“I was too angry to take my own life,” muses the protagonist of Sharon Bolton’s Little Black Lies. “Unless, of course, I could take Rachel’s first.” Readers expecting a conventionally likable heroine may be taken aback by Catrin Quinn, a woman too consumed by grief to feel much empathy for anyone around her. Catrin is a wildlife conservation expert in the Falkland Islands, a remote 2,000-person settlement in the south Atlantic. Until three years ago, she was a married mother of two. Then her best friend, Rachel, left her sons unattended in a car by the side of a cliff, allowing them to roll to their deaths.
The tragedy ended Catrin’s marriage, as well as her affair with sexy ex-soldier Callum Murphy. It also left Catrin bitter, hopeless and preoccupied with revenge. When a visiting tourist’s young son goes missing, joining in the search brings her anguish even closer to the surface. She believes the child simply wandered away from his parent and drowned—but this is the third such disappearance in three years, and islanders are starting to wonder if there could be a killer in their midst. Then Rachel’s son disappears, and Catrin’s neighbors start to wonder if that killer might be her.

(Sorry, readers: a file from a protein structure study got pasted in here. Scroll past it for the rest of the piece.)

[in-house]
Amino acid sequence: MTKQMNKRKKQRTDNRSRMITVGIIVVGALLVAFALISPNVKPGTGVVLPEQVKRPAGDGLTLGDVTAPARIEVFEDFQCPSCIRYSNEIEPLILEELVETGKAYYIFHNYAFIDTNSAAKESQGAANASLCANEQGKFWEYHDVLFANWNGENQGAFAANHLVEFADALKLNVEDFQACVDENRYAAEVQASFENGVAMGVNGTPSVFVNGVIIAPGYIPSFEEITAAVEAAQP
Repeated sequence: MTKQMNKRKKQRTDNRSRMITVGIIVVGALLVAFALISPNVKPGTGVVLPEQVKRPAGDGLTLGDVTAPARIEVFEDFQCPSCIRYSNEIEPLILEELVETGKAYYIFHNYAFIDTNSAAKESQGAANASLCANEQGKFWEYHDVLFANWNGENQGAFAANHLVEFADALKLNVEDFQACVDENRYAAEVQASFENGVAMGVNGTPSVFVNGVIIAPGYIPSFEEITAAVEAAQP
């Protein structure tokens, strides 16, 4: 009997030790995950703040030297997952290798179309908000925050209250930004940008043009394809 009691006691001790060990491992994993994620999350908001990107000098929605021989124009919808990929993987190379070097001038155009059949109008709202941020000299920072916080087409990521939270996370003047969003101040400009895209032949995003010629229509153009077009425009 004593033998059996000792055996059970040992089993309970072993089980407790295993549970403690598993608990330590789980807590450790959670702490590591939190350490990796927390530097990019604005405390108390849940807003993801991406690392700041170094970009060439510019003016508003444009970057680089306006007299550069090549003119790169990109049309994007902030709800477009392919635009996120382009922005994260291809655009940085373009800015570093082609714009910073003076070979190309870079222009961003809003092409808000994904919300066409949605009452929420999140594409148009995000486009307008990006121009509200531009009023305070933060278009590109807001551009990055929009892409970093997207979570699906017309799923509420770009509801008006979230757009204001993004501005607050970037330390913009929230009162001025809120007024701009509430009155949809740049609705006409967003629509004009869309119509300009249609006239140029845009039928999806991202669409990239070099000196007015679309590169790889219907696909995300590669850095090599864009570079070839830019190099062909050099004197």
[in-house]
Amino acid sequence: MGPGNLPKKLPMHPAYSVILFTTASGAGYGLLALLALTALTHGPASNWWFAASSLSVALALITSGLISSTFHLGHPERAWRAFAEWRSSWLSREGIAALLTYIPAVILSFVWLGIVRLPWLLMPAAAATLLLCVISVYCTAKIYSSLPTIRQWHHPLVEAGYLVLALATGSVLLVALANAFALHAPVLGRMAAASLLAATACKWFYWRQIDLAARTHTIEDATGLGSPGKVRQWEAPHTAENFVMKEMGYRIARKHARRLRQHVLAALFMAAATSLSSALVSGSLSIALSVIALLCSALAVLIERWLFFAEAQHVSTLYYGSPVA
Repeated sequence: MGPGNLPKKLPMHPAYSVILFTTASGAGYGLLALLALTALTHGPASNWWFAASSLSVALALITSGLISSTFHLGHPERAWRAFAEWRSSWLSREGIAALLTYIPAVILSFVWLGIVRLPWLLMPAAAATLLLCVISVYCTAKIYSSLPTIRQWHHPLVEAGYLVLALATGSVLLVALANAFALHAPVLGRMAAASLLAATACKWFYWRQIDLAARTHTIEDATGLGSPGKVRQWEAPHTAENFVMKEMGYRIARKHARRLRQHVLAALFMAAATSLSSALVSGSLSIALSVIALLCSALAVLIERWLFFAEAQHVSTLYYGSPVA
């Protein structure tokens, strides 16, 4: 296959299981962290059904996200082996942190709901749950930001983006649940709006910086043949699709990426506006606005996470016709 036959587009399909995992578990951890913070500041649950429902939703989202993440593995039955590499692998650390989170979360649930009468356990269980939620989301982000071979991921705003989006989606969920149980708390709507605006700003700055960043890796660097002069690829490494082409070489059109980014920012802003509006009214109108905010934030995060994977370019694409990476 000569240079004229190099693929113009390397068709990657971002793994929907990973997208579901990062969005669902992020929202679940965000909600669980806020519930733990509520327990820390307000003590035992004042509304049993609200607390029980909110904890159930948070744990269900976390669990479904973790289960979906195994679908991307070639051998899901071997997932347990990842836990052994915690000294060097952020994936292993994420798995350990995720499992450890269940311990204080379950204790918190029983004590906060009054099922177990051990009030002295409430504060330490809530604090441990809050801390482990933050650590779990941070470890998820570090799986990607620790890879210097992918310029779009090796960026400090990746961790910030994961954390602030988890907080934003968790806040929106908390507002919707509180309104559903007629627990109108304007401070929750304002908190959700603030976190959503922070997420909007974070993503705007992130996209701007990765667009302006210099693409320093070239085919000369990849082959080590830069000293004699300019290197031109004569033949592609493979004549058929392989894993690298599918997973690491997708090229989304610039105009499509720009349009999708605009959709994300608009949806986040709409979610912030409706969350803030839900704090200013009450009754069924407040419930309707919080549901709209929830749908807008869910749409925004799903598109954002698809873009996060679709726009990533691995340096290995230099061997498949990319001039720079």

Lies evokes the wild landscape of the Falklands—a place where whale and seal sightings are common, wrecked ships lurk just off the coast and abandoned mines from the ’80s-era war still pose a threat. It also deftly portrays the mental states of its three narrators: Catrin; Callum, the ex-lover who still hopes to win her back; and Rachel, the accidental killer who uses pills and alcohol to numb her guilt. Each is deeply damaged and difficult to love, but this fast-paced and expertly plotted thriller forces readers to question whether any of them are capable of murder.